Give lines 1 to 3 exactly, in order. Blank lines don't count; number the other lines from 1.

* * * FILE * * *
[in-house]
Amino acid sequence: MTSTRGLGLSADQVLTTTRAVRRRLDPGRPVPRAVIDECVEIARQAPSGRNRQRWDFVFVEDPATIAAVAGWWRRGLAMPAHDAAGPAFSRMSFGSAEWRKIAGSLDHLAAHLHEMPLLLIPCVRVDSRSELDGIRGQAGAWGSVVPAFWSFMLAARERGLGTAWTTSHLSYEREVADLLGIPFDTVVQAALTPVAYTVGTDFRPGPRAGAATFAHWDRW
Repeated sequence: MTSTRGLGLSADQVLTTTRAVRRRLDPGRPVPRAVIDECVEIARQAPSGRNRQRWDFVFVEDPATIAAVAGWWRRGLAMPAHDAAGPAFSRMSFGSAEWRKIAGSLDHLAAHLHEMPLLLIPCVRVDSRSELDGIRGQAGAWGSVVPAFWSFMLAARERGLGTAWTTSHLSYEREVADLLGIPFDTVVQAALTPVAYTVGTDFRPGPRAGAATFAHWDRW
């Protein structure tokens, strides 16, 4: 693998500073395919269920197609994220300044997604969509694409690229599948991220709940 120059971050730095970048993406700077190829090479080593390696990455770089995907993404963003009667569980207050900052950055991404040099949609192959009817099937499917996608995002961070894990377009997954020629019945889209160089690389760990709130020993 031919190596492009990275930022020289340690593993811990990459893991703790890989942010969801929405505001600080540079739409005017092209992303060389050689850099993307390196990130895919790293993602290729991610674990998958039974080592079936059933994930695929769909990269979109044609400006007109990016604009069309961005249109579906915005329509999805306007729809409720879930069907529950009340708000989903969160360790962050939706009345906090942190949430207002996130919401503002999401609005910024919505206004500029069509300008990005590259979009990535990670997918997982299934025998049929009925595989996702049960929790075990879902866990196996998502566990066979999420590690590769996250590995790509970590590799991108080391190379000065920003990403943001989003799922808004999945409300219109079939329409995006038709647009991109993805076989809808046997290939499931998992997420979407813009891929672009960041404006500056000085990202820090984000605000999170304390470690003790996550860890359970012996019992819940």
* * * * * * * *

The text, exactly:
[in-house]
Amino acid sequence: MTSTRGLGLSADQVLTTTRAVRRRLDPGRPVPRAVIDECVEIARQAPSGRNRQRWDFVFVEDPATIAAVAGWWRRGLAMPAHDAAGPAFSRMSFGSAEWRKIAGSLDHLAAHLHEMPLLLIPCVRVDSRSELDGIRGQAGAWGSVVPAFWSFMLAARERGLGTAWTTSHLSYEREVADLLGIPFDTVVQAALTPVAYTVGTDFRPGPRAGAATFAHWDRW
Repeated sequence: MTSTRGLGLSADQVLTTTRAVRRRLDPGRPVPRAVIDECVEIARQAPSGRNRQRWDFVFVEDPATIAAVAGWWRRGLAMPAHDAAGPAFSRMSFGSAEWRKIAGSLDHLAAHLHEMPLLLIPCVRVDSRSELDGIRGQAGAWGSVVPAFWSFMLAARERGLGTAWTTSHLSYEREVADLLGIPFDTVVQAALTPVAYTVGTDFRPGPRAGAATFAHWDRW